Loading ...
Sorry, an error occurred while loading the content.
 

Hamp and his dog

Expand Messages
  • Glen Gordon
    ... Yuck... Actually, it would mean literally livestock-er , no? Wouldn t we more likely expect *pek u-o:n, if this were so? First, how do we validly get from
    Message 1 of 2 , Apr 29, 2000
      Piotr:
      > It's really *k'uon- (n. sg. *k'(u)wo:n). I suppose you've heard of >Eric
      >Hamp's analysis of 'dog' as *pk'u-o:n 'livestock herder'.

      Yuck... Actually, it would mean literally "livestock-er", no? Wouldn't we
      more likely expect *pek'u-o:n, if this were so? First, how do we validly get
      from *pek'u-o:n to *pk'u-o:n despite natural resistance of obscured
      zero-grade forms elsewhere, and then how do we validly get from *pk'u-o:n to
      *k'uo:n without making up an instance of *pk- > *k- for convenience sake
      (Afterall, at least we find *dhgh- in *dhghom- substantiated by forms in
      Hittite, Sanskrit and Greek). I haven't really heard a convincing case for
      **pk- yet where the consonant cluster is _actually attested_. Am I wrong?

      Secondly, the matter of whether *o is particularly ancient is up for debate.
      The *e/*o ablaut can only be so old and often linked to accentuation (cf.
      genitive *-es/*-os, coincidentally with varying accent). There is some
      motivation for *o to have been labialized by *w in *k'won- from earlier
      *k'wen-. Food for thought.

      - gLeN

      ________________________________________________________________________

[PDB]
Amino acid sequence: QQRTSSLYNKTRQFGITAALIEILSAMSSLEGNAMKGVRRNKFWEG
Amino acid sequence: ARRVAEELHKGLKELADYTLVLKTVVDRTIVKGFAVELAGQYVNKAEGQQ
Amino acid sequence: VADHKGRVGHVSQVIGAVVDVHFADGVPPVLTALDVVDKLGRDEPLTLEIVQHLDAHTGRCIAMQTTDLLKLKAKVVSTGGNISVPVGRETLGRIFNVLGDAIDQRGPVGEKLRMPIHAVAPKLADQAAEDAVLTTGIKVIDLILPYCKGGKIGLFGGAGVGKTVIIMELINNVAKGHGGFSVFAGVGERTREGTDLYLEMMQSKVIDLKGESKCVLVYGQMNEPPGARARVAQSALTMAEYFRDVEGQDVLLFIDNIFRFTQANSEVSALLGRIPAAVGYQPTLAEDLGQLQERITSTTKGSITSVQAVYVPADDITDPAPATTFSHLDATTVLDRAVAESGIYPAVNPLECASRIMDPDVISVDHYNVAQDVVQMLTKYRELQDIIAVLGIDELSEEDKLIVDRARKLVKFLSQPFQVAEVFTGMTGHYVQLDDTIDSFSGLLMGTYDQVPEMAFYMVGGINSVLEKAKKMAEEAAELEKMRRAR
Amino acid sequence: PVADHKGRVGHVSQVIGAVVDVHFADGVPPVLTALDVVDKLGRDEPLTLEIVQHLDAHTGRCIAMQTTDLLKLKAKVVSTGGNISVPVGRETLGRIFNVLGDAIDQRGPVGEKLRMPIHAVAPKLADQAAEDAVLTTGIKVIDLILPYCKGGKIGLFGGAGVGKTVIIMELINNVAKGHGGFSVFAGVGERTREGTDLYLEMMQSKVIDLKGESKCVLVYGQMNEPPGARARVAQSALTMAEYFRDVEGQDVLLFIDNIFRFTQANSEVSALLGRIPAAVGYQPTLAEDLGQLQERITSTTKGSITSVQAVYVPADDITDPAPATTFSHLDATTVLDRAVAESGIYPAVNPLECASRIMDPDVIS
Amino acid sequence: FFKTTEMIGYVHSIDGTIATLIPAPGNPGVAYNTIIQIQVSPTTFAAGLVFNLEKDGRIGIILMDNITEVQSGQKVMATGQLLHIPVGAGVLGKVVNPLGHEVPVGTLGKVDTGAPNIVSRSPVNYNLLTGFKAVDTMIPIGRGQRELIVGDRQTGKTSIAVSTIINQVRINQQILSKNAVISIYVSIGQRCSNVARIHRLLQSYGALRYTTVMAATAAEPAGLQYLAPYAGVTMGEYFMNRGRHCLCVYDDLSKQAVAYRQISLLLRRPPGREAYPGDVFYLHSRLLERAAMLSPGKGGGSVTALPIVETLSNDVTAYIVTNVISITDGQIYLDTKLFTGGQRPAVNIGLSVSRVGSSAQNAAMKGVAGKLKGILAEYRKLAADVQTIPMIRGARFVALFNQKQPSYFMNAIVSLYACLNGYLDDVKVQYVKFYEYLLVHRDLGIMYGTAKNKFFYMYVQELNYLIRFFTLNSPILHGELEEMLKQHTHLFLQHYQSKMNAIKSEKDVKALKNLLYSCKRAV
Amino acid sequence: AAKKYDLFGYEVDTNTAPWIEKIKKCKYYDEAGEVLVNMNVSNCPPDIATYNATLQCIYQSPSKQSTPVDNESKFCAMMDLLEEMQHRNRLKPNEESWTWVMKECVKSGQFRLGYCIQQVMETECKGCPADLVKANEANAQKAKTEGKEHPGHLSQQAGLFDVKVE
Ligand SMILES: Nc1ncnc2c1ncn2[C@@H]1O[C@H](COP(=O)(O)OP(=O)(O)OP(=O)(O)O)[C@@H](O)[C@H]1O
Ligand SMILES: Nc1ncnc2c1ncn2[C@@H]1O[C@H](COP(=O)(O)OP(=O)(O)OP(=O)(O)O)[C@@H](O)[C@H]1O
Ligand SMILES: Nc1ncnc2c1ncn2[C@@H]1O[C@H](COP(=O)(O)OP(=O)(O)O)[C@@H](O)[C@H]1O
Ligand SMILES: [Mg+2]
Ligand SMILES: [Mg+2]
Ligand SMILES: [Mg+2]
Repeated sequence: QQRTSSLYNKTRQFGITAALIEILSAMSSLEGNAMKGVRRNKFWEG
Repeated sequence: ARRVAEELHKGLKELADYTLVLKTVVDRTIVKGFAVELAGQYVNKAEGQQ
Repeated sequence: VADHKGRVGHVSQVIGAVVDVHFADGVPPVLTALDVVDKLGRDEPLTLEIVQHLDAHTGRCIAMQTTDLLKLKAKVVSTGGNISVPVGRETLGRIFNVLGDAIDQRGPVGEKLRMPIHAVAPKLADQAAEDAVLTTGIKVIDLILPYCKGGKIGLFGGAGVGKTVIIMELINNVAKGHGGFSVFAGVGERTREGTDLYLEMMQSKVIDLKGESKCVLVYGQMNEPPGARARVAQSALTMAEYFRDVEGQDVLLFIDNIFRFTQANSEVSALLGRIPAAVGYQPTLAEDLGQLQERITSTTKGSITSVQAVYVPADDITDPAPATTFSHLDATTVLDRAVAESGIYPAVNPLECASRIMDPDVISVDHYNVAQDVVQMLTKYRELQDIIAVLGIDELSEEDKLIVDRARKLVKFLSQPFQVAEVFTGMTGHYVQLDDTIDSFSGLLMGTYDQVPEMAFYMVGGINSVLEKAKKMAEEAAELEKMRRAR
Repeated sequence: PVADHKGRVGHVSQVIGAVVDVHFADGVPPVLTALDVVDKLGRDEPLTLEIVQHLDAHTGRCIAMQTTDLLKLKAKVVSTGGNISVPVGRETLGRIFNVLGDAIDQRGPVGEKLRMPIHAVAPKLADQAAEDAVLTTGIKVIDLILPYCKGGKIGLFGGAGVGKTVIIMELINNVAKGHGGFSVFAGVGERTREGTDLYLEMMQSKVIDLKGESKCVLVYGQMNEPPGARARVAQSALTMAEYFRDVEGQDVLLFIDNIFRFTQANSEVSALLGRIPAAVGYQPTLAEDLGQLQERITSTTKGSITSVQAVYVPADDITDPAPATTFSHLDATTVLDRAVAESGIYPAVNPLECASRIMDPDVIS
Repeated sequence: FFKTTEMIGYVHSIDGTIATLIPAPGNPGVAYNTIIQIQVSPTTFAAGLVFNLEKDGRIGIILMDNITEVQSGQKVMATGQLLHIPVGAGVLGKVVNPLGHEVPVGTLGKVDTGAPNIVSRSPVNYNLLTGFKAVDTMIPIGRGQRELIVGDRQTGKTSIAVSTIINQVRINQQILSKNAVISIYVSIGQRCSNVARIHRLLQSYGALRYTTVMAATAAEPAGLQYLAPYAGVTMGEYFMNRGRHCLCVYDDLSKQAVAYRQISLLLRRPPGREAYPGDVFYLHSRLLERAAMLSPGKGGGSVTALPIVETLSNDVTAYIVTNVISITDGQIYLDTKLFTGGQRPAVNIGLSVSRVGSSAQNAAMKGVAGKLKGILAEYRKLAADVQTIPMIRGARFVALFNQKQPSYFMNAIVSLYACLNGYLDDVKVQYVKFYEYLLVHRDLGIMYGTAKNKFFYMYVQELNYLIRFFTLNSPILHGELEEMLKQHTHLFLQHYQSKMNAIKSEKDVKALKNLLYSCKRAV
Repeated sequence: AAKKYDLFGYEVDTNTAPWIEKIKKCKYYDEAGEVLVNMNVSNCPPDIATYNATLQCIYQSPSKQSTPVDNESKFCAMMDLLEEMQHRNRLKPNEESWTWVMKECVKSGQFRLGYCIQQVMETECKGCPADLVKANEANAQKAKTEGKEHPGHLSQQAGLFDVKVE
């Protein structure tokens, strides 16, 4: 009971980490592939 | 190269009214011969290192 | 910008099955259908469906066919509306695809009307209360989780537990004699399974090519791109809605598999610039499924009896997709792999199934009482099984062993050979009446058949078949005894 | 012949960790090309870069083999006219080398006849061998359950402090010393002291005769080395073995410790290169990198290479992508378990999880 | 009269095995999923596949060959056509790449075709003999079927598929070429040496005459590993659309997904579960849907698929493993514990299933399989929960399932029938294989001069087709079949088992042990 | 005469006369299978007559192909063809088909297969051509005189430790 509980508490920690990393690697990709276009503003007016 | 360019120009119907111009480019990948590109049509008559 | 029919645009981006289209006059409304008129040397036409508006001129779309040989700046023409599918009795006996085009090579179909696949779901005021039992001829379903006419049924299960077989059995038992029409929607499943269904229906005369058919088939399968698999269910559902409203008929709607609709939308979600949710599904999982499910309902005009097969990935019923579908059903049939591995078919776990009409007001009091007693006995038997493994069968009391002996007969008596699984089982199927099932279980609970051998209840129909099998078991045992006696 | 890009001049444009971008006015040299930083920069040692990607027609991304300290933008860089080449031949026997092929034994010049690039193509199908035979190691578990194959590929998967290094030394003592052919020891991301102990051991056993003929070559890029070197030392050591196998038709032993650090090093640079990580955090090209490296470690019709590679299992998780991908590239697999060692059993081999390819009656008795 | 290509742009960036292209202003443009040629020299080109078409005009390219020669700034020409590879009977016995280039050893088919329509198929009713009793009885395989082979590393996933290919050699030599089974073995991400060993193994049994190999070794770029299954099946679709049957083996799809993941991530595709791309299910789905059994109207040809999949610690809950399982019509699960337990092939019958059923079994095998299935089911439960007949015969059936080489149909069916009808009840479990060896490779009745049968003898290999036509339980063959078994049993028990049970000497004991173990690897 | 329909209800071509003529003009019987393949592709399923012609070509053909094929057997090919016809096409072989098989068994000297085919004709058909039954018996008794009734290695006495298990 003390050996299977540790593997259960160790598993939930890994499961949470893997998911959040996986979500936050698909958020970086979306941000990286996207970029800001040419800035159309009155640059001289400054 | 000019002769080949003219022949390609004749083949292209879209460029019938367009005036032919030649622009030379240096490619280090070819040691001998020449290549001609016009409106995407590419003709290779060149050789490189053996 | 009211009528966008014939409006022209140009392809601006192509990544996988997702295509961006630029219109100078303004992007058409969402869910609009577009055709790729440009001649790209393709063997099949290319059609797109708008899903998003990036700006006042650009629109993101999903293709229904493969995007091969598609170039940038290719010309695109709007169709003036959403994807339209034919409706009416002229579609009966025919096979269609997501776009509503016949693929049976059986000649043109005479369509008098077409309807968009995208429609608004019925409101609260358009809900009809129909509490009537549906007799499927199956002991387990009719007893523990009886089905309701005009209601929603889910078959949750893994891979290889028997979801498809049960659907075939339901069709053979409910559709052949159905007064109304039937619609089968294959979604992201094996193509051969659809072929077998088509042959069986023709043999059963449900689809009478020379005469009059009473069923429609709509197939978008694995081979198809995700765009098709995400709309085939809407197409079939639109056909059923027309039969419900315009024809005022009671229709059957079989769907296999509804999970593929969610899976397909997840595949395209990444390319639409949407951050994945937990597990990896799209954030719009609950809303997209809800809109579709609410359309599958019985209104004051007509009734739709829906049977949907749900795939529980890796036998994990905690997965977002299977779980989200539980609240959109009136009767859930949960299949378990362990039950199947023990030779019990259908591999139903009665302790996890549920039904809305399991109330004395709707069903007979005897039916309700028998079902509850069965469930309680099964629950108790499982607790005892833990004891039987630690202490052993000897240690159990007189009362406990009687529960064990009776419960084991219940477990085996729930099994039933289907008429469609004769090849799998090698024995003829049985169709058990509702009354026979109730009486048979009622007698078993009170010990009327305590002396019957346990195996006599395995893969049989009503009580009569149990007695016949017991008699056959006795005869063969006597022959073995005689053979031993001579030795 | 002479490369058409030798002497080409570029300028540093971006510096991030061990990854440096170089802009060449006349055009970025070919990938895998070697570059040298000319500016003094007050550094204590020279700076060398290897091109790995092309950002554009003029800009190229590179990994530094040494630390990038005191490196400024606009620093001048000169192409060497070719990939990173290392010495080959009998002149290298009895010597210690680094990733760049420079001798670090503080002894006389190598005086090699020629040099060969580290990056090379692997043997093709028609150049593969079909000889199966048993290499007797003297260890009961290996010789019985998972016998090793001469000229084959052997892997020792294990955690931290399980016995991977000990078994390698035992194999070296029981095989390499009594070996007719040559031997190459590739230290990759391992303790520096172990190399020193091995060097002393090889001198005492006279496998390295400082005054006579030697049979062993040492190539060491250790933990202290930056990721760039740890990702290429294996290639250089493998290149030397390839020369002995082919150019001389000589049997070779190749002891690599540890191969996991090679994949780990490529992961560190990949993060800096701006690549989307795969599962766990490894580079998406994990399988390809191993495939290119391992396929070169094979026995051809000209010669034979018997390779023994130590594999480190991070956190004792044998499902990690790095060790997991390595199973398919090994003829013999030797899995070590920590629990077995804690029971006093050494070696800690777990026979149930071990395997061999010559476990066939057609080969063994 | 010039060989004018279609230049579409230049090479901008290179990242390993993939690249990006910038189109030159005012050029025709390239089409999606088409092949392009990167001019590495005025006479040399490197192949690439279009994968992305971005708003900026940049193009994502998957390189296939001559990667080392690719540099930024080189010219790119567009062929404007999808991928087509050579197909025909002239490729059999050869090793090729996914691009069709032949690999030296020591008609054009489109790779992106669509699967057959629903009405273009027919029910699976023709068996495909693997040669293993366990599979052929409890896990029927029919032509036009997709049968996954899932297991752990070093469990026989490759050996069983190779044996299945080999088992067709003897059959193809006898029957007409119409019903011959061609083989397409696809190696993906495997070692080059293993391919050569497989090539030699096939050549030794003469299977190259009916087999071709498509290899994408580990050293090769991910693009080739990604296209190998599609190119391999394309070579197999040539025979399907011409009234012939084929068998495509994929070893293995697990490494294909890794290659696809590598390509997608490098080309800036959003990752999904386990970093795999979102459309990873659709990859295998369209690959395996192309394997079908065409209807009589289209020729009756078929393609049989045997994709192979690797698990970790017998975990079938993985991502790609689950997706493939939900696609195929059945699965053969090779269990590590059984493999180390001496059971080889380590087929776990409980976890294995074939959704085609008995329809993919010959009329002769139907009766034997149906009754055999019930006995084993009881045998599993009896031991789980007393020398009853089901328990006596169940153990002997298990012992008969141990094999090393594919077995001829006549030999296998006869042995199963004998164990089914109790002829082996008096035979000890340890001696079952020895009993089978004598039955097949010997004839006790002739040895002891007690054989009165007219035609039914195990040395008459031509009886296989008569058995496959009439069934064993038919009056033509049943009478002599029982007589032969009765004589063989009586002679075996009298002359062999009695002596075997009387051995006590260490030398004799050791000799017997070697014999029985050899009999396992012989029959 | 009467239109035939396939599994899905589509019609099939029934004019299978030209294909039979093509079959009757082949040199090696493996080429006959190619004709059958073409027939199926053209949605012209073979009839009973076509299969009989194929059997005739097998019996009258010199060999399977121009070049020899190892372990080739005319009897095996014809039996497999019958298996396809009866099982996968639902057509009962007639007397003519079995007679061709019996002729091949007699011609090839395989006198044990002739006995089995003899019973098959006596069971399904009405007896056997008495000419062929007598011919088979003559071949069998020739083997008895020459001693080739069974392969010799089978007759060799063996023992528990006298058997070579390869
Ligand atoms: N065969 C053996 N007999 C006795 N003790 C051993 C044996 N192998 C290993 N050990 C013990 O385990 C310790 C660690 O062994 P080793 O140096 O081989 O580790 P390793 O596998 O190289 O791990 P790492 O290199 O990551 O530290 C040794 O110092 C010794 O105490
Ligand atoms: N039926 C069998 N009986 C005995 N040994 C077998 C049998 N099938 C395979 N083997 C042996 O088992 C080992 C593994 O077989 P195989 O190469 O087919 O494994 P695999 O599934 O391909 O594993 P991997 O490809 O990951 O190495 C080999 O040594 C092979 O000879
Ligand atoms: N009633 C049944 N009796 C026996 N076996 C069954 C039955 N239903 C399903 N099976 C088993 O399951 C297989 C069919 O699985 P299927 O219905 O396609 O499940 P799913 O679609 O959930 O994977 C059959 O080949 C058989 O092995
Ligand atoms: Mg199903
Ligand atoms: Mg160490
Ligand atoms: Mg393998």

Get Your Private, Free E-mail from MSN Hotmail at http://www.hotmail.com
    • .
      Piotr and Glen, your discussion about the etymology of the word *kuo:n is starting to get interesting... I m listening. Glen wrote: In fact, I have some
      Message 2 of 2 , May 6, 2000
        Piotr and Glen,
        your discussion about the etymology of the word *kuo:n is starting to get interesting... I'm listening.
         
        Glen wrote:
        In fact, I have some trouble accepting
        that a word for a common and anciently cohabitating animal would be replaced
        so completely by a new formation. Are there examples of this process in
        written languages?
        One more example of a familiar animal that recently changed its name: the German word for horse is Pferd, which was borrowed from Latin paraveredus in the 6th century AD.There is written evidence for this. The English word palfrey comes from the same Latin word.
         
        When I look up the etymology of some other domestic animals it seems like many of them are hard to explain - unlike family terms like brother, sister, which can be traced very far back. If anyone on the list can shed some light on the etymology of words like cat, dog, hound, horse I'd be interested to read it.
         
        Hakan Lindgren
      Your message has been successfully submitted and would be delivered to recipients shortly.